After the Federation grants access by the Cardassians to a planet already inhabited by Native American Indians, Picard has the daunting task of relocating them.

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Wesley is on leave from Starfleet Academy, but gloomy, moody and even rude. The Federation has concluded a peace treaty with the Cardassians, which reassigns several planets, including one where a tribe of American Indians relocated twenty years ago. Picard grudgingly accepts the assignment to relocate the colonists, who refuse to be uprooted a second time in two centuries. Their chief even claims that Picard is there to acquit his ancestor's part in a slaughter of his tribe 23 generations ago. The Cardassians arrive six weeks early for a 'legal' survey of the colony, stirring resistance. This is fueled by Wesley, who accepted an invitation from an Indian, who claims to have seen him during his vision quest, to undertake his own. It leads to Wesley's late dad, telling him that it's time to take a different path from his. Picard tries to get through to Cardassian commander Gul Evek. Wesley makes a major discovery and choice. Written by KGF Vissers

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indian | 24th century | ritual | See All (3) »


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TV-PG
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26 March 1994 (USA)  »

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1.33 : 1
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Ned Romero would later play Chakotay's Great Grandfather in Star Trek: Voyager: The Fight (1999). See more »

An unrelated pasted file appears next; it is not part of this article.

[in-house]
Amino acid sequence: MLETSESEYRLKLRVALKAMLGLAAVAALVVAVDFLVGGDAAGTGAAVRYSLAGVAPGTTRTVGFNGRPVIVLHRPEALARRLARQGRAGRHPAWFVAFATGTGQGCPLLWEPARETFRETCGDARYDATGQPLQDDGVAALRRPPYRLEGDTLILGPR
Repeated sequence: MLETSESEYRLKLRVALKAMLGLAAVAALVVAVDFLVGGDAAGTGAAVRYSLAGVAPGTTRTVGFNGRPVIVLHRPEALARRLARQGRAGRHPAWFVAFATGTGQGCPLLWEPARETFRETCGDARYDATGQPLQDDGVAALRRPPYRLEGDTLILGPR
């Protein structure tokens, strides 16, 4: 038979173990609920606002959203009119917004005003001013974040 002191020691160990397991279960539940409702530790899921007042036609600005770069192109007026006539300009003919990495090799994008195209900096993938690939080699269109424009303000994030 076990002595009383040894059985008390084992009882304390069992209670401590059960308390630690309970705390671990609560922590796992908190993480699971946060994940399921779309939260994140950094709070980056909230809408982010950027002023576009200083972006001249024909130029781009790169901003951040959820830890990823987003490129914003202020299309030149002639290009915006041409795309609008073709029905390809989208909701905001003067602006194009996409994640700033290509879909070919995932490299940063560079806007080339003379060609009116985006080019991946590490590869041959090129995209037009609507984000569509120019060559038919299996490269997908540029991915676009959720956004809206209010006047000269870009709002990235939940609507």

Goofs

When the traveler changes to his normal form, the edge of his makeup is visible above his collar. See more »

Quotes

Anthwara: It is always good to understand one's adversary, in any negotiation.
Captain Jean-Luc Picard: I hope that by the end of this matter, you will no longer look on me as an adversary.
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Featured in Nostalgia Critic: Star Trek: Insurrection (2012) See more »

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Star Trek: The Next Generation End Credits
Composed by Jerry Goldsmith and Alexander Courage
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Spoiled White Twenty Something to Lead Native American Culture
17 October 2014 | by (United States) – See all my reviews

By this time in the series, the pensive Wesley Crusher has become a non-player. All his successes as a Wunderkind were intriguing, mostly because of his baby face and Gee-wiz excitement over having so much power. This is a simplistic story of a group of Indian colonists who are about to be removed from their planet after treaty in the Federation. Wow, what a coincidence. This is not to diminish the plight of Native Americans; it's just the ridiculous contrivances of this. These people are resisting the treaty and are about to be put out on some remote planet (perhaps the planet of northern Oklahoma) without their permission. They are willing to take the chance of sitting in the middle of the Kardassian empire, but Picard has been given the job (against his wishes) of resettling. All that is enough to make this a weak episode, but for some reason, the recalcitrant version of Wesley Crusher, beset with ennui, has been chosen as their spiritual leader. He has been picked by the tribal master to go on a vision quest. Anyway, it really doesn't wash.


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